Do it Now: Get as many plants into the ground or larger containers where they will not dry out as quickly.  If you are waiting to see if something will survive or not - just go ahead and kill it.  I always do plant euthanasia when I'm abandoning my garden or seed bed so my helper does not feel responsible for the death of a struggling plant.  Plus you don't want to waste their valuable time on a bunch of plants you are going to throw out next week.  If something is scraggly and you're thinking of pinching it back, now is a good time so it won't be accidentally broken off either while being moved to your central location, or accidentally while watering..

Sometimes seedlings will survive better in the ground but if you suspect
they may go into transplant shock, or if very hot dry weather is forecast, it may be best
to wait and keep them in a shady place where they will not need water rescue several times a day.

Wait for It:  Some things are better left until later.  For instance your war on bugs and slugs.  Don't expect your helper to come in the evening and set out a dozen trays of beer or first thing in the morning and flick beetles into soapy water for half an hour.  Sometimes there are transplants that need some coddling for the first few days.  Make sure you know the forecast, and wait to put those in the ground because it is unlikely someone will be around to water 3 times a day.  They may be better off set in the shade under a bench.  On the other hand, if the forecast is rain and over cast for the next few days, it may be your best opportunity to get them in while the weather is mild,

Putting out trays of beer is a very efficient way of trapping and killing slugs.
But if left unattended, they also attract raccoons.  You don't need a bunch of drunken raccoons
rampaging through your garden while you are away.
Leave a List:  Verbal instructions only get you so far.  As with everything else in life - get it in writing.  Make a list of any outlying plantings that need attention and can't be moved,  Write down the location of any crops that may need harvesting.  Don't just say "help yourself to zucchini" when what you really mean is "keep an eye on those buggers and don't let them grow to the size of caveman clubs"  On the other hand, some people have no self-control and cannot be given free rein.  Be specific about the harvest unless you are OK with the chance of coming home to every carrot being pulled or every basil plant shorn to the ground.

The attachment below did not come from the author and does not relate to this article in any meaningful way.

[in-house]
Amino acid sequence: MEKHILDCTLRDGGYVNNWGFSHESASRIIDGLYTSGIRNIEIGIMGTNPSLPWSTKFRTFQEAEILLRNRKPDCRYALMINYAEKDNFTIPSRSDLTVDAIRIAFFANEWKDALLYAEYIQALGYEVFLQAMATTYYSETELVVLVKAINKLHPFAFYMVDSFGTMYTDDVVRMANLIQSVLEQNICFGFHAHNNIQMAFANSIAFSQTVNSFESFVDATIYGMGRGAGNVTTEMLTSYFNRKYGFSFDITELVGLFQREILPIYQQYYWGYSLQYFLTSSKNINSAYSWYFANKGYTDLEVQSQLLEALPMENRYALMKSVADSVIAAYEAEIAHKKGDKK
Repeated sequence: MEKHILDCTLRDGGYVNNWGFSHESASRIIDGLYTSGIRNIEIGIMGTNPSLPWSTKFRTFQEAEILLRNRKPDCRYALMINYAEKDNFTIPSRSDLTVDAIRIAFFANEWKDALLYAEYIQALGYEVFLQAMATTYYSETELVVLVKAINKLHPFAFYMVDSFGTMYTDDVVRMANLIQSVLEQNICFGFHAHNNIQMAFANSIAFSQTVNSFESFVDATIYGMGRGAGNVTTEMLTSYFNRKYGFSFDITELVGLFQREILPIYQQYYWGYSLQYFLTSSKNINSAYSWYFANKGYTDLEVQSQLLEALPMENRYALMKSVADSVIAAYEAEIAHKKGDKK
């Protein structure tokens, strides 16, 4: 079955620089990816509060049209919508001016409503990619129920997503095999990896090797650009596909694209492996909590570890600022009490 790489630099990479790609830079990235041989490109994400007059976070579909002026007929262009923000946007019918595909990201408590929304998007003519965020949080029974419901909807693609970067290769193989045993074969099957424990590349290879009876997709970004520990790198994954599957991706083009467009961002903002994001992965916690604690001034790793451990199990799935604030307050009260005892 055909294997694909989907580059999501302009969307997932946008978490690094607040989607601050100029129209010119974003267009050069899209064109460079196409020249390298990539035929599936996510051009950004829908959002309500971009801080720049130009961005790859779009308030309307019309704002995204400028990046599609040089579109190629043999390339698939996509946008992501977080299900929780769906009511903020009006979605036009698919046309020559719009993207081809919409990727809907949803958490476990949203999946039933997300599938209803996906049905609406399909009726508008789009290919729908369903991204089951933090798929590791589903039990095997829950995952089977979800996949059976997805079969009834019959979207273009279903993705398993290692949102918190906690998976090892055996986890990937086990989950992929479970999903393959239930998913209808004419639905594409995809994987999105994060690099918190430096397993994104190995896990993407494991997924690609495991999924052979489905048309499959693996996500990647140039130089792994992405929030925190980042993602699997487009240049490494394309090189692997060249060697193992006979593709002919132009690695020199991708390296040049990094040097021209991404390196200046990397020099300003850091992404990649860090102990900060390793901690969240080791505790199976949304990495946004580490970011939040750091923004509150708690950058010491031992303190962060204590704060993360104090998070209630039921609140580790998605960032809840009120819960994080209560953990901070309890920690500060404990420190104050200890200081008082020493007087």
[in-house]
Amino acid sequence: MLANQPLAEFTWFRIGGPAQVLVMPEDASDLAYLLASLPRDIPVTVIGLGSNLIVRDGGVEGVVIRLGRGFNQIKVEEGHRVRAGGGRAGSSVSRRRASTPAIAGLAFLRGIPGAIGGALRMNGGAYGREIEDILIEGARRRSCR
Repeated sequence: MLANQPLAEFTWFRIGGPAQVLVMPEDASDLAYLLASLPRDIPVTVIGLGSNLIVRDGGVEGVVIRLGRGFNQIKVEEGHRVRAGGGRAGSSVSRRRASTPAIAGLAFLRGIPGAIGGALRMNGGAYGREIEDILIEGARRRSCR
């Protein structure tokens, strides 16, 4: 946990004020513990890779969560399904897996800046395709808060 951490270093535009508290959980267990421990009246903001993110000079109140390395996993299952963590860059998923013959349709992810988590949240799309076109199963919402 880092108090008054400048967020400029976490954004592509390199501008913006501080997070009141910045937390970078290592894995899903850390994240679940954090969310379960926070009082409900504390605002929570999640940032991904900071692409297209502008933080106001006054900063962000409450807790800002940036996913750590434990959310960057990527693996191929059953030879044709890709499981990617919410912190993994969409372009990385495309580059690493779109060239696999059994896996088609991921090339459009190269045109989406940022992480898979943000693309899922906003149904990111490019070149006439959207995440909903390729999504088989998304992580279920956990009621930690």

Label Things:  Leaving a detailed list will not be enough if your helper doesn't know the difference between a bean plant and a beet.  If your helper is not a gardener themselves, don't be surprised if they are not experts at plant identification.  Remember, there are people left in the world who do not know that potatoes grow underground or that asparagus turns into a fern.  I rarely take the time to label my garden anymore so all my nifty markers end up sitting in the shed.

Photo Source:  Gardener's Edge 
With a little planning and experience, you can prep your garden for some away.  Each time it happens you will figure out more clever tricks so your plants and your garden-sitter will be none the worse for the experience.  Be sure to send them home with a little something from the garden.

Wednesday, June 1, 2016

My Strawberry Problem

Last spring I ordered two dozen Honeoye Strawberry plants.  I had pulled out the old ever bearing odds and ends.  I'd decided I'd rather have a mass of strawberries in June.  Or did I say a Mess of Strawberries?   The first year you should pinch off the blooms and runners so the plant can put more energy into establishing roots.  I did not.  I enjoyed the light crop of new berries.

The strawberry patch last August after Renovation
Last August, I "renovated" the bed which involves trimming back the foliage and runners and organizing what is left into neat rows.  I suppose at this point I should add that before I planted my new plants, I amended the bed with compost and blood meal.  

And now look.

The strawberry patch is literally bursting at the seams.
The plants are loaded with berries and they simply cannot contain themselves. 
I'm looking forward to seeing some red berries